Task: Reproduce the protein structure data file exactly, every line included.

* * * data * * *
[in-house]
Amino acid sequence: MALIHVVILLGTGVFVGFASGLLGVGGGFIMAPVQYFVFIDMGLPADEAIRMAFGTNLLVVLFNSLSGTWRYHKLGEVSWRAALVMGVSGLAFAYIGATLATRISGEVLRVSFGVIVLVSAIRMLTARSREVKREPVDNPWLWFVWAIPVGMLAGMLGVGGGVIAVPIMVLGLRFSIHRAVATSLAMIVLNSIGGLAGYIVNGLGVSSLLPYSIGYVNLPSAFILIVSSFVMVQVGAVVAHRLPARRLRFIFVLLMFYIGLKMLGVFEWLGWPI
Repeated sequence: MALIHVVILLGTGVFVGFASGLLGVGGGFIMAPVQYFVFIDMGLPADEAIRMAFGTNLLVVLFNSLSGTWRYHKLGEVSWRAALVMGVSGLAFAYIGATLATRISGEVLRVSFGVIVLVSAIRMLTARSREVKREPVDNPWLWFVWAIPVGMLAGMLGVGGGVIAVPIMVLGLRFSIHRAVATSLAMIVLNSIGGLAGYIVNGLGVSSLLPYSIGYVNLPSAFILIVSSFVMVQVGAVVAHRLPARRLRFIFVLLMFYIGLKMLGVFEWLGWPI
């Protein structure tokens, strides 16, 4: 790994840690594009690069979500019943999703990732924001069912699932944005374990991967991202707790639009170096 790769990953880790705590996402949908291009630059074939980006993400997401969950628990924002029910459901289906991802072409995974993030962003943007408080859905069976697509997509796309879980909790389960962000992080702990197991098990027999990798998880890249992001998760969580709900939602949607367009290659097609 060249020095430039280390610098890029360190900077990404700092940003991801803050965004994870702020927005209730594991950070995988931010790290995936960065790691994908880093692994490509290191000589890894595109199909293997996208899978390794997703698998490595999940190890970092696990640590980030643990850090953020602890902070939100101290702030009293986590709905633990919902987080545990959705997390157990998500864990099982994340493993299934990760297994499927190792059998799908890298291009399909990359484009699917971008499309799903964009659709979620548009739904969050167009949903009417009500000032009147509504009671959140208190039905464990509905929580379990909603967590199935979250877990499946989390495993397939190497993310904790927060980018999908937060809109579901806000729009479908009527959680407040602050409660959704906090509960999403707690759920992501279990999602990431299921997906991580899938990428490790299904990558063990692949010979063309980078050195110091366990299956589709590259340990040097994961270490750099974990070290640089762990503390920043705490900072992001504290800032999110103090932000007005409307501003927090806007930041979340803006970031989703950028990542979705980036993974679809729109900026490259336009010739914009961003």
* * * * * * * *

[in-house]
Amino acid sequence: MALIHVVILLGTGVFVGFASGLLGVGGGFIMAPVQYFVFIDMGLPADEAIRMAFGTNLLVVLFNSLSGTWRYHKLGEVSWRAALVMGVSGLAFAYIGATLATRISGEVLRVSFGVIVLVSAIRMLTARSREVKREPVDNPWLWFVWAIPVGMLAGMLGVGGGVIAVPIMVLGLRFSIHRAVATSLAMIVLNSIGGLAGYIVNGLGVSSLLPYSIGYVNLPSAFILIVSSFVMVQVGAVVAHRLPARRLRFIFVLLMFYIGLKMLGVFEWLGWPI
Repeated sequence: MALIHVVILLGTGVFVGFASGLLGVGGGFIMAPVQYFVFIDMGLPADEAIRMAFGTNLLVVLFNSLSGTWRYHKLGEVSWRAALVMGVSGLAFAYIGATLATRISGEVLRVSFGVIVLVSAIRMLTARSREVKREPVDNPWLWFVWAIPVGMLAGMLGVGGGVIAVPIMVLGLRFSIHRAVATSLAMIVLNSIGGLAGYIVNGLGVSSLLPYSIGYVNLPSAFILIVSSFVMVQVGAVVAHRLPARRLRFIFVLLMFYIGLKMLGVFEWLGWPI
């Protein structure tokens, strides 16, 4: 790994840690594009690069979500019943999703990732924001069912699932944005374990991967991202707790639009170096 790769990953880790705590996402949908291009630059074939980006993400997401969950628990924002029910459901289906991802072409995974993030962003943007408080859905069976697509997509796309879980909790389960962000992080702990197991098990027999990798998880890249992001998760969580709900939602949607367009290659097609 060249020095430039280390610098890029360190900077990404700092940003991801803050965004994870702020927005209730594991950070995988931010790290995936960065790691994908880093692994490509290191000589890894595109199909293997996208899978390794997703698998490595999940190890970092696990640590980030643990850090953020602890902070939100101290702030009293986590709905633990919902987080545990959705997390157990998500864990099982994340493993299934990760297994499927190792059998799908890298291009399909990359484009699917971008499309799903964009659709979620548009739904969050167009949903009417009500000032009147509504009671959140208190039905464990509905929580379990909603967590199935979250877990499946989390495993397939190497993310904790927060980018999908937060809109579901806000729009479908009527959680407040602050409660959704906090509960999403707690759920992501279990999602990431299921997906991580899938990428490790299904990558063990692949010979063309980078050195110091366990299956589709590259340990040097994961270490750099974990070290640089762990503390920043705490900072992001504290800032999110103090932000007005409307501003927090806007930041979340803006970031989703950028990542979705980036993974679809729109900026490259336009010739914009961003």